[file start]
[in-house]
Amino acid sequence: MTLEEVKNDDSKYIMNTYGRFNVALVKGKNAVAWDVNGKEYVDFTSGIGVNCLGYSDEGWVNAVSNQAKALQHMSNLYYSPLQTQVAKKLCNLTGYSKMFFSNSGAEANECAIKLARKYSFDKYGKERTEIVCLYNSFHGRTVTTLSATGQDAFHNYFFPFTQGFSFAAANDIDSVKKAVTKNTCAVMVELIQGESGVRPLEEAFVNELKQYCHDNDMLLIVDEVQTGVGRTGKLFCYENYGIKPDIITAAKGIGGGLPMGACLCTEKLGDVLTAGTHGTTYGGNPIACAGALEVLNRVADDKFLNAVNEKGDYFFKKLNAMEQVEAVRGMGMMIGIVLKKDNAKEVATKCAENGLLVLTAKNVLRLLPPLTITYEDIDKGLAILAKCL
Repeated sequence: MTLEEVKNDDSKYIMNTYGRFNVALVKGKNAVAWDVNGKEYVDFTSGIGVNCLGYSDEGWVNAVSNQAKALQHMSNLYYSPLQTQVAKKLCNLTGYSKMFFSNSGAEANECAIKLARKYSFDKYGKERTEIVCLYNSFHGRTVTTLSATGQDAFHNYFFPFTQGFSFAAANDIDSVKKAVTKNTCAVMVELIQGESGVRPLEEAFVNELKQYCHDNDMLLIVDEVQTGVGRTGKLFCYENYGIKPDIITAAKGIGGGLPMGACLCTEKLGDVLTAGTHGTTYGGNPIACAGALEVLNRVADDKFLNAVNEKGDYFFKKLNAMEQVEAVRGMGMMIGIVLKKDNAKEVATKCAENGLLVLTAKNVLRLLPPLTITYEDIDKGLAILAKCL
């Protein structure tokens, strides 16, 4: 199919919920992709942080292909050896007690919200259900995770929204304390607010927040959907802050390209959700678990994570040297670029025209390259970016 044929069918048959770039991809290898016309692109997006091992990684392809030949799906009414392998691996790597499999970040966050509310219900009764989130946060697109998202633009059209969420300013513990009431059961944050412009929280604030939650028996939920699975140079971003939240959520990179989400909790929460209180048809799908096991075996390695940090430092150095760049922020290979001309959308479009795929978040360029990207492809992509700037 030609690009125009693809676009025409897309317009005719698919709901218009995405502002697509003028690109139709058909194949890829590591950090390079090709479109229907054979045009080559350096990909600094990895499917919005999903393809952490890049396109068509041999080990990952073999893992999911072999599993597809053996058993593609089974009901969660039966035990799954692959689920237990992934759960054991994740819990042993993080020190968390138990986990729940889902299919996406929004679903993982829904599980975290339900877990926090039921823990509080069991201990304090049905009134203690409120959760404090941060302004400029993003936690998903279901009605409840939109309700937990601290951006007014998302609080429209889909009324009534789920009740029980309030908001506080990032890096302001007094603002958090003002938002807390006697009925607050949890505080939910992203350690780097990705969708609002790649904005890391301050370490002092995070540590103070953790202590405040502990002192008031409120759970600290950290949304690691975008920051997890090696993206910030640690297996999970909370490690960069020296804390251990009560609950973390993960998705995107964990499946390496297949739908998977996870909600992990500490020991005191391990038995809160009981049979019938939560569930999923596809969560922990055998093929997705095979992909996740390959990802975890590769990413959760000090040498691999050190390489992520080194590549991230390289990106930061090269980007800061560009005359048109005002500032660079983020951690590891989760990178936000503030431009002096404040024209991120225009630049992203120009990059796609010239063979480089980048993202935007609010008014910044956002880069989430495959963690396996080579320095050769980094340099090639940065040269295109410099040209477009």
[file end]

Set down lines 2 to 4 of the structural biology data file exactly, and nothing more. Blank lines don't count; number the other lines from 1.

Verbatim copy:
Amino acid sequence: MTLEEVKNDDSKYIMNTYGRFNVALVKGKNAVAWDVNGKEYVDFTSGIGVNCLGYSDEGWVNAVSNQAKALQHMSNLYYSPLQTQVAKKLCNLTGYSKMFFSNSGAEANECAIKLARKYSFDKYGKERTEIVCLYNSFHGRTVTTLSATGQDAFHNYFFPFTQGFSFAAANDIDSVKKAVTKNTCAVMVELIQGESGVRPLEEAFVNELKQYCHDNDMLLIVDEVQTGVGRTGKLFCYENYGIKPDIITAAKGIGGGLPMGACLCTEKLGDVLTAGTHGTTYGGNPIACAGALEVLNRVADDKFLNAVNEKGDYFFKKLNAMEQVEAVRGMGMMIGIVLKKDNAKEVATKCAENGLLVLTAKNVLRLLPPLTITYEDIDKGLAILAKCL
Repeated sequence: MTLEEVKNDDSKYIMNTYGRFNVALVKGKNAVAWDVNGKEYVDFTSGIGVNCLGYSDEGWVNAVSNQAKALQHMSNLYYSPLQTQVAKKLCNLTGYSKMFFSNSGAEANECAIKLARKYSFDKYGKERTEIVCLYNSFHGRTVTTLSATGQDAFHNYFFPFTQGFSFAAANDIDSVKKAVTKNTCAVMVELIQGESGVRPLEEAFVNELKQYCHDNDMLLIVDEVQTGVGRTGKLFCYENYGIKPDIITAAKGIGGGLPMGACLCTEKLGDVLTAGTHGTTYGGNPIACAGALEVLNRVADDKFLNAVNEKGDYFFKKLNAMEQVEAVRGMGMMIGIVLKKDNAKEVATKCAENGLLVLTAKNVLRLLPPLTITYEDIDKGLAILAKCL
């Protein structure tokens, strides 16, 4: 199919919920992709942080292909050896007690919200259900995770929204304390607010927040959907802050390209959700678990994570040297670029025209390259970016 044929069918048959770039991809290898016309692109997006091992990684392809030949799906009414392998691996790597499999970040966050509310219900009764989130946060697109998202633009059209969420300013513990009431059961944050412009929280604030939650028996939920699975140079971003939240959520990179989400909790929460209180048809799908096991075996390695940090430092150095760049922020290979001309959308479009795929978040360029990207492809992509700037 030609690009125009693809676009025409897309317009005719698919709901218009995405502002697509003028690109139709058909194949890829590591950090390079090709479109229907054979045009080559350096990909600094990895499917919005999903393809952490890049396109068509041999080990990952073999893992999911072999599993597809053996058993593609089974009901969660039966035990799954692959689920237990992934759960054991994740819990042993993080020190968390138990986990729940889902299919996406929004679903993982829904599980975290339900877990926090039921823990509080069991201990304090049905009134203690409120959760404090941060302004400029993003936690998903279901009605409840939109309700937990601290951006007014998302609080429209889909009324009534789920009740029980309030908001506080990032890096302001007094603002958090003002938002807390006697009925607050949890505080939910992203350690780097990705969708609002790649904005890391301050370490002092995070540590103070953790202590405040502990002192008031409120759970600290950290949304690691975008920051997890090696993206910030640690297996999970909370490690960069020296804390251990009560609950973390993960998705995107964990499946390496297949739908998977996870909600992990500490020991005191391990038995809160009981049979019938939560569930999923596809969560922990055998093929997705095979992909996740390959990802975890590769990413959760000090040498691999050190390489992520080194590549991230390289990106930061090269980007800061560009005359048109005002500032660079983020951690590891989760990178936000503030431009002096404040024209991120225009630049992203120009990059796609010239063979480089980048993202935007609010008014910044956002880069989430495959963690396996080579320095050769980094340099090639940065040269295109410099040209477009």